House raising

Workers with Davie Shoring and Moving Co. of Kenner unload steel column forms into which cement will be poured for pilings to elevate a home at 6037 Wickfield Dr., in New Orleans, on April 1, 2007. A Mandeville non-profit has received a nearly $7 million NOAA grant to train Lake Charles area workers in home elevation and floodproofing skills. (Staff archive photo by Ellis Lucia)?

A nonprofit flood mitigation trade association based in Mandeville has received a nearly $7 million federal grant to train workers in the Lake Charles area to flood-proof commercial buildings and elevate homes in flood-prone areas.

The Flood Mitigation Industry Association will develop a training program with the $6.9 million National Oceanic and Atmospheric Administration grant awarded through the Inflation Reduction Act.

The program will focus on elevation techniques taught by trainers with the International Association of Structural Movers and a manufacturer of hydraulic jacking machines used to lift buildings. Potential workers also will be trained to install flood-proofing products and nature-based solutions to protect communities from flooding.

Trained recruits will be placed into paid apprenticeships, and jobs in the flood mitigation industry. ?Development of the program’s curriculum will begin in August, and recruitment of students will begin by March, a spokesperson for the association said.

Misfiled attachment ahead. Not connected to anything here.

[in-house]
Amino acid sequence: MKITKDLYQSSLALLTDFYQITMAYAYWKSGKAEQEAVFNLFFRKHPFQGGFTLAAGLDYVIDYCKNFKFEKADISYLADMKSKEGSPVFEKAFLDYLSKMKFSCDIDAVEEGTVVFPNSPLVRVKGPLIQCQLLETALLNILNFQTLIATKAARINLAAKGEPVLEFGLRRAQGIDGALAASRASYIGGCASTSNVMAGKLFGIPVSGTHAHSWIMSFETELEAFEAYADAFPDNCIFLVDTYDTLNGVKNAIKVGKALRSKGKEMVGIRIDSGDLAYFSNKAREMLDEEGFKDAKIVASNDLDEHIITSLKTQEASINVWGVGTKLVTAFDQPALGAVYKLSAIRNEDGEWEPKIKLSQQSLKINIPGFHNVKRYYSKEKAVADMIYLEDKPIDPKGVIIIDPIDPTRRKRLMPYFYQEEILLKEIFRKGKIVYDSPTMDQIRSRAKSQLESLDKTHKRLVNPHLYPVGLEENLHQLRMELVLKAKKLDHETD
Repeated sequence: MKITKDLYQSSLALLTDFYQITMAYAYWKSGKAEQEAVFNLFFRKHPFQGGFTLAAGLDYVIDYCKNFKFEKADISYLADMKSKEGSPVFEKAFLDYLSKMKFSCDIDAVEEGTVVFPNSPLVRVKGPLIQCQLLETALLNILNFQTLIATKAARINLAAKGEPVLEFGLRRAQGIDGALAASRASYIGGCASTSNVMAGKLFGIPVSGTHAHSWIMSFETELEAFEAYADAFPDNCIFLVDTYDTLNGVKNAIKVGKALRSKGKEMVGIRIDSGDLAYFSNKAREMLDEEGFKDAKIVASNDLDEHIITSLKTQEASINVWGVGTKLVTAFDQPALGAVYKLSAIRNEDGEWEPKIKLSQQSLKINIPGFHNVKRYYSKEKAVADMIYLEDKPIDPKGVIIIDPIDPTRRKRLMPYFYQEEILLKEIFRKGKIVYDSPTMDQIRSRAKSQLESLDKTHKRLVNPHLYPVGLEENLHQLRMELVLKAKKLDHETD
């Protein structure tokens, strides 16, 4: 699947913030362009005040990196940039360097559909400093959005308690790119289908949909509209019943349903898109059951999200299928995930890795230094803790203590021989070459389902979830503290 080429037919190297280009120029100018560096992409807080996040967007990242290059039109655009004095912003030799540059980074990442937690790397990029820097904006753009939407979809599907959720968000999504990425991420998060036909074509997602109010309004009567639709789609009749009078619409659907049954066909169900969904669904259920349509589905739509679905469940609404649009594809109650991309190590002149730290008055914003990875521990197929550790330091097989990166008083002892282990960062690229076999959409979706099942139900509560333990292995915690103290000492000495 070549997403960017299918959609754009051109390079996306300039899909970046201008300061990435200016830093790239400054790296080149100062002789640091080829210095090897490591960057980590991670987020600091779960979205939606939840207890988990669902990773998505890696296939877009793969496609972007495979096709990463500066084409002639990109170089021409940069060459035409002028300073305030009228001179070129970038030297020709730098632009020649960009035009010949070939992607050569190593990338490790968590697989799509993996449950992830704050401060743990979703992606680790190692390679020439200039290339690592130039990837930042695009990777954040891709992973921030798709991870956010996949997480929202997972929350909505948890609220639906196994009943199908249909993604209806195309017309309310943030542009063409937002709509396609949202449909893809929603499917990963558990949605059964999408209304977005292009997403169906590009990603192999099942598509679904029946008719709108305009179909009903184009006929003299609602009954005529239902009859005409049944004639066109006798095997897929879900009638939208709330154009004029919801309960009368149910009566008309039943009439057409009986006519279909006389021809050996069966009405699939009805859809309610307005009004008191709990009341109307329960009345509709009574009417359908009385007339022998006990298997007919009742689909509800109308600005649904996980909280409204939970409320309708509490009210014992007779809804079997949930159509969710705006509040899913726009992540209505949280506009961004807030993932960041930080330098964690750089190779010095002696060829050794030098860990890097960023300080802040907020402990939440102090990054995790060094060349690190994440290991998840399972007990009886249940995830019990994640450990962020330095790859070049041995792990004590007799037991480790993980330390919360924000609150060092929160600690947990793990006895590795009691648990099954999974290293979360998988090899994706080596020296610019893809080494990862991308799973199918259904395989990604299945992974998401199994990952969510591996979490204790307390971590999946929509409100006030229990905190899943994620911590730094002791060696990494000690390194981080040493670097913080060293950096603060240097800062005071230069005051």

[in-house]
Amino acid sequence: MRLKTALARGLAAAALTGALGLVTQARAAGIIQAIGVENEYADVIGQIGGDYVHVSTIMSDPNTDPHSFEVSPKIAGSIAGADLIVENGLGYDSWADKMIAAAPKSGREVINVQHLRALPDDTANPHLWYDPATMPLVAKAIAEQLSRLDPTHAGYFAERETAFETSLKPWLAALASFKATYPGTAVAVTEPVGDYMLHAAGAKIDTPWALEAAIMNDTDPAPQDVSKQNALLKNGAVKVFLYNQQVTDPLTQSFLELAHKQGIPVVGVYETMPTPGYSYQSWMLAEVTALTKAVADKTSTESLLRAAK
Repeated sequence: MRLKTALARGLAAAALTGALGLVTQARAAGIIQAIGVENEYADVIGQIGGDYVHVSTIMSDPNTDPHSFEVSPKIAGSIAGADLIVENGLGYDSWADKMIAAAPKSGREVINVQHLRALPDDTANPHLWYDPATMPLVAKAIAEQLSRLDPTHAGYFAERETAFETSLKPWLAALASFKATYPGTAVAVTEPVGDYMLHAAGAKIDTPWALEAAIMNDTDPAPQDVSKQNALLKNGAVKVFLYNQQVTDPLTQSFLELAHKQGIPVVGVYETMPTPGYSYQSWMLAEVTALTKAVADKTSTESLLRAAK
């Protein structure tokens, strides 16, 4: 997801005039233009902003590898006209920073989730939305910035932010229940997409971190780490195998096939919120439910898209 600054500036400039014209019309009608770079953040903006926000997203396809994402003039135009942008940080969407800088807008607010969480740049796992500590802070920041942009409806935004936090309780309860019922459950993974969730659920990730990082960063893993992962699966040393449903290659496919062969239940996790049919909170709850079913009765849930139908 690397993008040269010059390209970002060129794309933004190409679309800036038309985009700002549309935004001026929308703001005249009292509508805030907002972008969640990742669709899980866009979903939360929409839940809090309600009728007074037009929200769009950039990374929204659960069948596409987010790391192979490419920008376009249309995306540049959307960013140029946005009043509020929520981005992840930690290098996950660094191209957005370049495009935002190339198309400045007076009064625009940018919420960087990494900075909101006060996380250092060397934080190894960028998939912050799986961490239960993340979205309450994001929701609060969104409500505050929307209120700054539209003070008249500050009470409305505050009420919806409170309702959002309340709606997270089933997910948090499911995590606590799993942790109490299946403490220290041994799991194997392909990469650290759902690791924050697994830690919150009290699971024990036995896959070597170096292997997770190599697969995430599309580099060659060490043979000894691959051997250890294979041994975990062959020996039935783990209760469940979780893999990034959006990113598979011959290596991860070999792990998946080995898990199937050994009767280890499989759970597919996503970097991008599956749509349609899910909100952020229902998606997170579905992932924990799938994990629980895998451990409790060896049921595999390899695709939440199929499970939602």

The funding comes as demand for workers with those skills is expected to surge, thanks to a joint Army Corps of Engineers and Coastal Protection and Restoration Authority program to elevate 3,462 homes, floodproof 342 commercial structures and reduce the flood risk of 157 warehouses in Calcasieu, Cameron and Vermilion parishes.

Elevation, floodproofing

This map shows where homes and businesses are proposed to be elevated or floodproofed under a joint Army Corps of Engineers and Coastal Protection and Restoration Authority program in Calcasieu, Cameron and Vermilion parishes. (Army Corps of Engineers)?

The homes will be raised between 5 feet and 13 feet, to projected 2075 100-year base flood elevations, with 100% of the cost covered. The Corps will provide 65% of the cost and the CPRA will cover the rest.

Public meetings were held by the Corps and CPRA this week to explain the program to local residents and businesses. The Corps has received $296 million for the first 800 to 1,000 homes, and it has already begun design work on the first 27 elevations.

While the training grant is limited to the southwest Louisiana area, it is being developed as a pilot program “with the intention of making it translatable to coastal and flood-vulnerable communities around the country,” said Dan Hanson, a spokesperson for the association.

Roderick Scott, president of the association, pointed out that the Corps has similar projects planned in other parts of Louisiana and elsewhere around the country. Among them:

  • A project in Iberia, St. Mary and St. Martin parishes that could include elevation and floodproofing for 1,790 residences and floodproofing of 450 businesses.
  • A similar project still in the early design phases for St. Tammany Parish could include 6,500 structures.
  • The Corps also has a similar project in New Jersey’s Back Bays area that could include the elevation of 18,000 structures, and another in Nassau County, N.Y., that would include 14,000 structure elevations. ?

Similar elevation and floodproofing projects also are sponsored by the Federal Emergency Management Agency, both as mitigation for flood damage and as advance mitigation in areas prone to flooding.

Email Mark Schleifstein at or follow him on Twitter, @MSchleifstein. His work is supported with a grant funded by the Walton Family Foundation and administered by the Society of Environmental Journalists.